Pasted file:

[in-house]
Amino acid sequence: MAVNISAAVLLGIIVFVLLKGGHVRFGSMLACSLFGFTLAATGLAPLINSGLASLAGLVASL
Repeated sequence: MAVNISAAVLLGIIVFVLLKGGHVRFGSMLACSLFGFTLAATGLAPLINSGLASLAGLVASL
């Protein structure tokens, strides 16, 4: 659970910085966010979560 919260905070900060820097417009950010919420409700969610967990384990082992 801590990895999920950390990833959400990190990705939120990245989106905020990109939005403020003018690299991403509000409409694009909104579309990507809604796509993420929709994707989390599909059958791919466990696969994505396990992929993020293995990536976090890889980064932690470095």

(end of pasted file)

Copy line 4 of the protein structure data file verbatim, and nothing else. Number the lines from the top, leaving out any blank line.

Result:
């Protein structure tokens, strides 16, 4: 659970910085966010979560 919260905070900060820097417009950010919420409700969610967990384990082992 801590990895999920950390990833959400990190990705939120990245989106905020990109939005403020003018690299991403509000409409694009909104579309990507809604796509993420929709994707989390599909059958791919466990696969994505396990992929993020293995990536976090890889980064932690470095």